“You’ve got your Multi-Plex, which is three movie theaters in one. Then you got your Quadra-plex, where you see one movie but hear five.”
-Billy Crystal, The Oscars
In the spring of 1989, news that Lahaina movie buffs could see “Twins,” “Working Girl” and “Beaches” in a movie theater wouldn’t normally appear to be a big deal. Except, the attraction of those three films playing in one theater with three screens proved to be a novelty of a new kind for the island.
The Lahaina Cinema, or the Regal Wharf Cinema Center (its official name), just quietly celebrated its 25th year in operation. The small but durable theater, which still houses three screens and shows popular first-run films, continues to be an attraction and essential location for West Maui film lovers. When it first opened its doors back in the late 80’s, the theater provided Lahaina audiences with a needed alternative to driving to Kahului, as the Whaler’s Village cinema had recently shut its doors. Now, with the four-plex Front Street Cinema closing a few years ago, Lahaina Cinema once again finds itself as Lahaina’s sole movie theater, for locals, tourists and anyone else who doesn’t want to drive thirty- minutes to see “The Amazing Spider-Man 2” in 3-D.
When its doors first opened in 1989, the Lahaina Cinema immediately distinguished itself as a major entertainment option for adults and especially their kids. With its ideal location, selection of the hottest movies and being merely one floor above the popular Fun Factory (which closed long ago), many families and their kids made their way to the theater.
At the time, Maui only had two other movie theaters: the Holiday Theater and the Maui Theater, both one-screen movie houses in Kahului. The Lahaina Cinema provided the island with additional options of movies that typically weren’t playing in Kahului, though the most in-demand titles would sometimes carry over to the Holiday theater.
My first experience at the Lahaina Cinema was when my mother and I made a pilgrimage (the correct word, as we lived upcountry) to see Hulk Hogan’s starring role film debut, “No Holds Barred.” After a long trip and making our way to The Wharf Cinema center’s second floor, we discovered a sign on the window announcing the film’s showings for the day had sold out. This wasn’t an uncommon occurrence in the days before buying tickets online and mass audience members (islanders of a certain age will remember waiting in line for hours to see “Home Alone” and “Teenage Mutant Ninja Turtles,” with showings that frequently sold out). However, the novelty of having a multi-plex meant we had a back-up title when seeing my Hulkster opus was out of the question. Our alternative: “Field of Dreams.”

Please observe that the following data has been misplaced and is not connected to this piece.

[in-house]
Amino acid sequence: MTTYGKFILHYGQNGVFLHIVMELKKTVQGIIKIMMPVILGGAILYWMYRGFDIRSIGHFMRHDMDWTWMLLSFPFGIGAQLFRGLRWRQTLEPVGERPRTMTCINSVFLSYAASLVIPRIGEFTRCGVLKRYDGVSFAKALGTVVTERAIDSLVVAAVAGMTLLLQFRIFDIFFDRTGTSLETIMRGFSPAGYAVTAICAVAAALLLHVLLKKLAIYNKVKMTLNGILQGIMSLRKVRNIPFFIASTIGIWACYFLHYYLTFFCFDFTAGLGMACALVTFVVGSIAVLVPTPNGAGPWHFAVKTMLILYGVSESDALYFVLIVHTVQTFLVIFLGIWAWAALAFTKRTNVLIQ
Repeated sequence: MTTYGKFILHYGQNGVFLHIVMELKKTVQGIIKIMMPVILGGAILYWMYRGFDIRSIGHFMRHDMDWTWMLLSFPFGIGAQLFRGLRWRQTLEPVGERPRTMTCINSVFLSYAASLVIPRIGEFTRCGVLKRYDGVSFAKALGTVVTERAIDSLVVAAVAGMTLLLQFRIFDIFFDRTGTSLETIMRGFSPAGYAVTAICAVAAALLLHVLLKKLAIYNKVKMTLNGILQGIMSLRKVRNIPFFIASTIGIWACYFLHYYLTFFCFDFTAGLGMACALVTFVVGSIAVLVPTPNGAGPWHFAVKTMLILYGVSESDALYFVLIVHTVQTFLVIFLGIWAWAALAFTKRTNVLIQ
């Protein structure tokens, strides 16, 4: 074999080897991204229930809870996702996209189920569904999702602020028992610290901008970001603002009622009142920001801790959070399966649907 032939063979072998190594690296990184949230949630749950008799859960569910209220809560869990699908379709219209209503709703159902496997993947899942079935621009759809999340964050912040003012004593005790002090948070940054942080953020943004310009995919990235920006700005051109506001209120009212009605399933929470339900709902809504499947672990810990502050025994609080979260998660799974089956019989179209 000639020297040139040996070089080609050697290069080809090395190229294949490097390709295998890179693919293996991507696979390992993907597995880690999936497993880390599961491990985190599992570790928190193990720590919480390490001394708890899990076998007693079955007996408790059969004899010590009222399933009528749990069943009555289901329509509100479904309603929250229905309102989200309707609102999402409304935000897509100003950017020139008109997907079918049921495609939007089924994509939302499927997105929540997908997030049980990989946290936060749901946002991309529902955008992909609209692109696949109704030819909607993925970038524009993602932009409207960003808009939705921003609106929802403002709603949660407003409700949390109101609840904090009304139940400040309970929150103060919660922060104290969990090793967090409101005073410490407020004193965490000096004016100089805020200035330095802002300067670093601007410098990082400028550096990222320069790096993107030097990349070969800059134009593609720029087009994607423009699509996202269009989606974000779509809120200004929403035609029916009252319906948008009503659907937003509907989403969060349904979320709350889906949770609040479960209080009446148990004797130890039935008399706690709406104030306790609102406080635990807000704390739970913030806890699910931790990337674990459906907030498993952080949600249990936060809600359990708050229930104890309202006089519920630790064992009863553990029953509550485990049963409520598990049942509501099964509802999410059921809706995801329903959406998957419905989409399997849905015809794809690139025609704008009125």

The coming years would find the Lahaina Cinema being a major attraction in premiering big movies that islanders initially couldn’t find playing in Kahului on opening weekend. I was among the opening night audiences for “Honey, I Shrunk the Kids,” “Back to the Future Part II” and “Bram Stoker’s Dracula,” with lines that curled around the second floor, past the (now closed) coin and flag store.
I’ve continued to re-visit the theater over the years, even as the three-screen option was surpassed by the (now-gone) 4-screen Front Street theaters and the popular and thriving, 12-screen Maui Mall Megaplex. There’s always been something wonderfully old-fashioned about the experience of the Lahaina Cinema, a quaintness that brings to mind movie theaters with personality and history that are hard to find today. The screening rooms adorn plush wall decorations and are small but sufficient in size. With the concession stand being the first thing you see as you enter its doors and the screening rooms simply cozy, cool and comfortable, it feels like whiff of nostalgia, the way movie theaters used to be.
The Wharf Cinema Center remains a central attraction for tourists and locals alike, though it’s a quieter place than in 1989, when the food court on the bottom floor was busy feeding kids and families attending The Fun Factory. Many fine shops are still present in The Wharf Cinema Center, though a handful of great businesses (like a massive bookstore and the aforementioned coin store) have permanently shut their doors. Nevertheless, the Lahaina Cinema, with its wooden sign still hanging out front, remains a vital film attraction and a piece of Maui’s local history. Whereas larger movie theaters with more screens (like the Front Street theaters and Kihei’s Kukui Mall theater) have come and gone, the Lahaina Cinema, after 25-years, continues to play on and give west Maui movie buffs the escape and enjoyment that only movies can.